Norma Minkowitz and Nancy Koenigsberg. Photos by Tom Grotta

Norma Minkowitz and Nancy Koenigsberg. Photos by Tom Grotta

Fiber Art in Three Dimensions: A History and Discussion of Fiber Art Off the Wall, including Norma Minkowitz and Nancy Koenigsberg
10:30 a.m. – 12 p.m.
Lecture Room B

Artist Q&A: Norma Minkowitz
2 p.m.
browngrotta arts, booth 921
Norma Minkowitz’ work is intense and finely wrought, merging sculpture, stitching, crochet and fine pen-and-ink drawing. Join us at browngrotta arts’ Booth 921 at 2 p.m. Friday when Minkowitz will answer questions about her inspiration and process.

Art in the Future: A Look at Collecting Fragile and

Jennifer Falck Linssen

Jennifer Falck Linssen at SOFA Chicago

Unusual Materials, including Jennifer Falck Linssen
2:30 – 3:30 pm
Lecture Room A
As contemporary artists experiment with innovative techniques and non-traditional materials, a collector must consider the fragility and instability of these new works. Collectors of Studio Art Glass, CEO of The Conservation Center, Executive Vice President, Business Development, Gurr Johns, Gallery Director, TAI Modern and artist Jennifer Falck Linssen, browngrotta arts, will address issues of preservation and conservation in a panel moderated by Michelle Impey, AVP – Fine Art & Collections Manager, Risk Consulting Group, Chubb Personal Risk Services.

Judy Mulford in her studio. Photo by Tom Grotta

Judy Mulford in her studio. Photo by Tom Grotta

Judy Mulford: Special Booth Talk/Book Signing
3:30 p.m.
Special Booth SE221
Judy Mulford incorporates photographs, words, beads, figures, antique silver, buttons and more into her knotted and woven sculptures that celebrate the family. Mulford will speak about her remarkable room-sized mixed media installation, Empty Chairs, and sign copies of her limited edition book, 80 Empty Chairs.

Artist Q&A: Jennifer Falck Linssen
5 p.m.
browngrotta arts, booth 921
The foundation of Jennifer Falck Linssen’s artwork lies in the ancient Japanese paper and textile traditions of katagami, stencil carving and katazome. Join us at browngrotta arts’ Booth 921 at 5 p.m. Friday when Linssen will answer questions about her inspiration and process.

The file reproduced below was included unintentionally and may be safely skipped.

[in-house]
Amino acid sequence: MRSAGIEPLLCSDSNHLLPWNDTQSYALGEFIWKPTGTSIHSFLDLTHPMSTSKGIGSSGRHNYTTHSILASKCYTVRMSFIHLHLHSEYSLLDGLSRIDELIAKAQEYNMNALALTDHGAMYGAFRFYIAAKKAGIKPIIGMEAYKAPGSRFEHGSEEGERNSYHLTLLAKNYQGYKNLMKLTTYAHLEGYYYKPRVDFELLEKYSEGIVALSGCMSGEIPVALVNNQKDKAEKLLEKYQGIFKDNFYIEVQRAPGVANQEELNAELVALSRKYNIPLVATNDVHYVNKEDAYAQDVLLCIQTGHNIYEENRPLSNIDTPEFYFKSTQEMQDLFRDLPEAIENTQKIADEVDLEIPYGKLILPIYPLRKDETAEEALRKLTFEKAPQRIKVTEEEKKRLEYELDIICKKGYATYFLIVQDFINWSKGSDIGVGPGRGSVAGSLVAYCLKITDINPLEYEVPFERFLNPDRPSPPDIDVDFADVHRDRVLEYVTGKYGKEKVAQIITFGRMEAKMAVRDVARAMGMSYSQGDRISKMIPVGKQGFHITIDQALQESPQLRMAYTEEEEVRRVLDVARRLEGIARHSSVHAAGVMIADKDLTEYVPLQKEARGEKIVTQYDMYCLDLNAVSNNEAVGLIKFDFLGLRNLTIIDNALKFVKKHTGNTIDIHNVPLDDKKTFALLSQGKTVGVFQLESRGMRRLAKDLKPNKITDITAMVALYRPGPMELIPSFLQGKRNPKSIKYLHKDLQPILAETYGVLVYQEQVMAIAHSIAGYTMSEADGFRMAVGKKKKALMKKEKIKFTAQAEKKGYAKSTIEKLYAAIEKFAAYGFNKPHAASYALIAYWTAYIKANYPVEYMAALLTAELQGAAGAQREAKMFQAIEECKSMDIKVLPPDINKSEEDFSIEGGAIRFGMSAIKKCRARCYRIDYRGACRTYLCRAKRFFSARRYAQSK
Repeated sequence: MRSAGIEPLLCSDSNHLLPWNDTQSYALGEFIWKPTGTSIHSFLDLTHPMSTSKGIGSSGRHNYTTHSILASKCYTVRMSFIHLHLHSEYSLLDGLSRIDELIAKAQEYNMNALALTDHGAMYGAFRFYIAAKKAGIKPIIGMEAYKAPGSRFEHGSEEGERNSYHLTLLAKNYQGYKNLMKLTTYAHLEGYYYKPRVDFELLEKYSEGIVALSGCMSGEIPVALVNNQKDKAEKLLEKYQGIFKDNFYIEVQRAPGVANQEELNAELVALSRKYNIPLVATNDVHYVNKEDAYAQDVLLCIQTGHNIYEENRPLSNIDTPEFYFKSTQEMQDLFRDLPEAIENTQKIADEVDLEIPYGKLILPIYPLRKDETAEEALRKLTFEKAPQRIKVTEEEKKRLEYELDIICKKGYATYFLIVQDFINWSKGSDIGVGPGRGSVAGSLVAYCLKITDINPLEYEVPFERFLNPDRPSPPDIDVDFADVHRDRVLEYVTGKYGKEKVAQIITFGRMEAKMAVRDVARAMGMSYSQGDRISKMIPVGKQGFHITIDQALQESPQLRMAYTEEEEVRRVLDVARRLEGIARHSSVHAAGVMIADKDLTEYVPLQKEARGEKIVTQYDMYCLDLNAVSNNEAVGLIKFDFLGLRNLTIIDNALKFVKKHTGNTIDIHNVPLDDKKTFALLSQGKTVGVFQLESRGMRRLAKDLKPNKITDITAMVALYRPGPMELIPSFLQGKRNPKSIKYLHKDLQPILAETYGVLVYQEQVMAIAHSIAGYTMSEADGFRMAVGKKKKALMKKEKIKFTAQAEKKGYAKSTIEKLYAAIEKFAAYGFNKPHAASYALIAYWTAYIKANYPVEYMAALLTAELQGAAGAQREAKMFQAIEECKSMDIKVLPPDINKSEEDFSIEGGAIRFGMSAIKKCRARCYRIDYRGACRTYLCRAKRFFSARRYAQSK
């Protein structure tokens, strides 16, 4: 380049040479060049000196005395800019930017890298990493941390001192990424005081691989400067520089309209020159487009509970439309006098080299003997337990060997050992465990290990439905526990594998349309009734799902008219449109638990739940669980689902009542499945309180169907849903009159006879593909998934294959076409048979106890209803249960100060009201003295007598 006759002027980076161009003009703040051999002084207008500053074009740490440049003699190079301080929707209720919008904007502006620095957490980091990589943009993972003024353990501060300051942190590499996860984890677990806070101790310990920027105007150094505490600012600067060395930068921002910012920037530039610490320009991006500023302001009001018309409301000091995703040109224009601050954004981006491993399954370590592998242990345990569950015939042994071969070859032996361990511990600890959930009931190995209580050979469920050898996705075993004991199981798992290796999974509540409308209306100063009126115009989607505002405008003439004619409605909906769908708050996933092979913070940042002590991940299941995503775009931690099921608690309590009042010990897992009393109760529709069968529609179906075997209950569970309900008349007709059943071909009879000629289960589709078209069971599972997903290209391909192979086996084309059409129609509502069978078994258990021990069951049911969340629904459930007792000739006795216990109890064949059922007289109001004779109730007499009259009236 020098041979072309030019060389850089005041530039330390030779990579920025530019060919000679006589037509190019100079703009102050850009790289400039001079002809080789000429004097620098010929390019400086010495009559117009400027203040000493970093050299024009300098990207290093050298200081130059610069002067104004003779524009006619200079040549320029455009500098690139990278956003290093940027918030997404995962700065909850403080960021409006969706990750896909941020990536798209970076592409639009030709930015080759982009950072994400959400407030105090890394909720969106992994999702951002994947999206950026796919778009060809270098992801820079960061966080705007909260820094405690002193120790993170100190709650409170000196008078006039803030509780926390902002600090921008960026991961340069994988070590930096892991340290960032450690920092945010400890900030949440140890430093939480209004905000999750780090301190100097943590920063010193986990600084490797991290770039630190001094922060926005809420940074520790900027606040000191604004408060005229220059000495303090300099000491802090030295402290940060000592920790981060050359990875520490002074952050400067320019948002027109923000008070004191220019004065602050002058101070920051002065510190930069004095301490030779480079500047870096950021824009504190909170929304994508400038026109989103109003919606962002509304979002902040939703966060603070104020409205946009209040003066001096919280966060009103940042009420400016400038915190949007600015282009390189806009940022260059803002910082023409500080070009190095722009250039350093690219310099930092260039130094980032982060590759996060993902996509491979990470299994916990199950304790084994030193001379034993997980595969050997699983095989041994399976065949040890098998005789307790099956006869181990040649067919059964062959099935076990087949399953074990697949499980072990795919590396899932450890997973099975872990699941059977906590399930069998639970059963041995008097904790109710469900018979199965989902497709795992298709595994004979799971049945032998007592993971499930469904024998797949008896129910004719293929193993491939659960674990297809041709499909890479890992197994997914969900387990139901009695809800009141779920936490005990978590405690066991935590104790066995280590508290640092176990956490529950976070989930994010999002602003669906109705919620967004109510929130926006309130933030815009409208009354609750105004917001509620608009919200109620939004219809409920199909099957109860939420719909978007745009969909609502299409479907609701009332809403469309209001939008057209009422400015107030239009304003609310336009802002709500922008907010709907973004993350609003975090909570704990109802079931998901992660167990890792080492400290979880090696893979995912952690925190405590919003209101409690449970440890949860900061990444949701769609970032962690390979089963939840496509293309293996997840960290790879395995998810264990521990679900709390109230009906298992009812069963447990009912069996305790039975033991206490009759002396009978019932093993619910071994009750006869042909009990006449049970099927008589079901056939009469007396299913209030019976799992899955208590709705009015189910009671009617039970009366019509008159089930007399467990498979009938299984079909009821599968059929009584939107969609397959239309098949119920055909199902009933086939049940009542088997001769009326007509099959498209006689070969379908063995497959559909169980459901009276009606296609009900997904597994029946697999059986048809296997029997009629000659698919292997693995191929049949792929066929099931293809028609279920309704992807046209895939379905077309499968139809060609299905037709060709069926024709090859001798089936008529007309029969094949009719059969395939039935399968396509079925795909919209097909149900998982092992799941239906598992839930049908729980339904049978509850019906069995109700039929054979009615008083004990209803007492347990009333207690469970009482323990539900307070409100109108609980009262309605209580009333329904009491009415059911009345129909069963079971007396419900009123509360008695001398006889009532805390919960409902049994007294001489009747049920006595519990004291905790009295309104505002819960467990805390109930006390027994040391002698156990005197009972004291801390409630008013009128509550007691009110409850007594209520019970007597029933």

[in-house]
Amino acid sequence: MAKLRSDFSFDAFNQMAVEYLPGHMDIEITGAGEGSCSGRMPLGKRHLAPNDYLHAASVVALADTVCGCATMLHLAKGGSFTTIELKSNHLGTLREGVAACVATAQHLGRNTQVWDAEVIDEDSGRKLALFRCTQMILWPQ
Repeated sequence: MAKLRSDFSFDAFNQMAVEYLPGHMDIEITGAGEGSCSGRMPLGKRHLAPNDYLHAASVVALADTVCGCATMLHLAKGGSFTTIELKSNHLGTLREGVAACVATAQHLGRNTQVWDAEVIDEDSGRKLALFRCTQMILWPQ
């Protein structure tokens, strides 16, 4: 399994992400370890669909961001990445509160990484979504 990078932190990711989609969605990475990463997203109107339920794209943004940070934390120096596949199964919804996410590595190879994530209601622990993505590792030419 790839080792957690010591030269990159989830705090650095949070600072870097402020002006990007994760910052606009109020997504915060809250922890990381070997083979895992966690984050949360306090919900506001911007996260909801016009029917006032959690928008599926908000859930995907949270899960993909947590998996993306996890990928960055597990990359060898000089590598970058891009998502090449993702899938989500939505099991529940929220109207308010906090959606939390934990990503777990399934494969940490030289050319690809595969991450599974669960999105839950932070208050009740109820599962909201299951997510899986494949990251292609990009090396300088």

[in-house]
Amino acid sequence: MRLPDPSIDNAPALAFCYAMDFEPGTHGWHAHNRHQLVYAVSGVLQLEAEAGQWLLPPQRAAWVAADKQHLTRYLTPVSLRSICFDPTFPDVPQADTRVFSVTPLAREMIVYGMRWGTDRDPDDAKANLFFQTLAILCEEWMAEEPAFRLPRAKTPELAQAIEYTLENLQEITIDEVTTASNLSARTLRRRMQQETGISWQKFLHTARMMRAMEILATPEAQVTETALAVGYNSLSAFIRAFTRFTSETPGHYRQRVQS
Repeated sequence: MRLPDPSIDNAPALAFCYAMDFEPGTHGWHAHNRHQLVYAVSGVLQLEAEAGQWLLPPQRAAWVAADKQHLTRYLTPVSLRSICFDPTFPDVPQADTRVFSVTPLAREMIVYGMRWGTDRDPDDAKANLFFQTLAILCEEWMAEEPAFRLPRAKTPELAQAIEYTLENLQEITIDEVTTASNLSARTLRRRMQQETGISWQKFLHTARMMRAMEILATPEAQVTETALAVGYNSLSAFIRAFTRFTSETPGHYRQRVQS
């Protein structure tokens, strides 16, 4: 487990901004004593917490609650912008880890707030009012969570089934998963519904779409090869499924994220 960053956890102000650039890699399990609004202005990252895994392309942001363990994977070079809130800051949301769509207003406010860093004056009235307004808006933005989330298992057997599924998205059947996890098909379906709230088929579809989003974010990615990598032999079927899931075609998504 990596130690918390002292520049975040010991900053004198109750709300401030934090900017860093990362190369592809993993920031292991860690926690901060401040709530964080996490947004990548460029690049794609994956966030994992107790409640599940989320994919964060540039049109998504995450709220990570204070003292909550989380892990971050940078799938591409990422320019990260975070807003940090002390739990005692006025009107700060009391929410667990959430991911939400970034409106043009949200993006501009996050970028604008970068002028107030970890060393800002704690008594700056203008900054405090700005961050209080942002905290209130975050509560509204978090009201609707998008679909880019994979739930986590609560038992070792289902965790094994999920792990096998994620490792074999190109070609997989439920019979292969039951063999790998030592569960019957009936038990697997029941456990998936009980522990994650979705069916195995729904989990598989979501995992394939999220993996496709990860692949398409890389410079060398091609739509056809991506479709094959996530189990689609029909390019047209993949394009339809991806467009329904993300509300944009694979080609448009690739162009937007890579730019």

Saturday, November 5th

Marian Bijlenga SOFA Chicago 2008 photo by Tom Grotta

Marian Bijlenga SOFA Chicago 2008 photo by Tom Grotta

Marian Bijlenga: 30 Years of Making, Lecture
11:30 a.m
Lecture Room C
Fiber artist Marian Bijlenga explores her inspirations in creating wall sculptures from delicately worked elements of horse hair, viscose, paper, glass and fish scales, how she balances intuitive and structured creative impulses, her 30 years of making, and what lies ahead.

Marian Bijlenga Book Signing
12:30- 1:30 p.m.
browngrotta arts Booth 921
Marian Bijlenga will sign copies of her limited edition book:
Marian Bijlenga: MINIATURES: An Autobiographical Archive, reflecting 30 years of work

Artist Q&A: Christine Joy
2 p.m.
browngrotta arts booth 921
Christine Joy’s baskets of willow, maple, cottonwood and osier appear as if they are moving, as she intends, growing and animated, as though the shapes had been cut from a tree or pulled from moving water. Join us at browngrotta arts’ Booth 921 at 2 p.m. Friday when Joy will answer questions about her inspiration and process.

Grethe Sørensen at browngrotta arts 10th Wave III opening. Photo by Tom Grotta

Grethe Sørensen at browngrotta arts 10th Wave III opening. Photo by Tom Grotta

Artist Q&A: Grethe Sørensen
3 p.m.
browngrotta arts booth 921
Grethe Sørensen explores digital technologies to create her tapestries that combine weaving and video, selecting and manipulating still images to create a poetic universe of pixels, headlights, traffic lights, neon shop and advertising signs meticulously rendered in cotton thread. Join us at browngrotta arts’ Booth 921 at 3 p.m. Saturday when Sorenson will answer questions about her inspiration and process.

Sunday, November 6th

Artist Q&A: Judy Mulford
1 p.m.
browngrotta art
Judy Mulford incorporates photographs, words, beads, figures, antique silver, buttons and more into her knotted and woven sculptures that celebrate the family. Join us at 1 p.m. on Sunday the 6th at browngrotta arts, Booth 921 when the artist will speak about her remarkable room-sized mixed media installation, Empty Chairs and her artistic process and sign copies of her limited edition book, 80 Empty Chairs.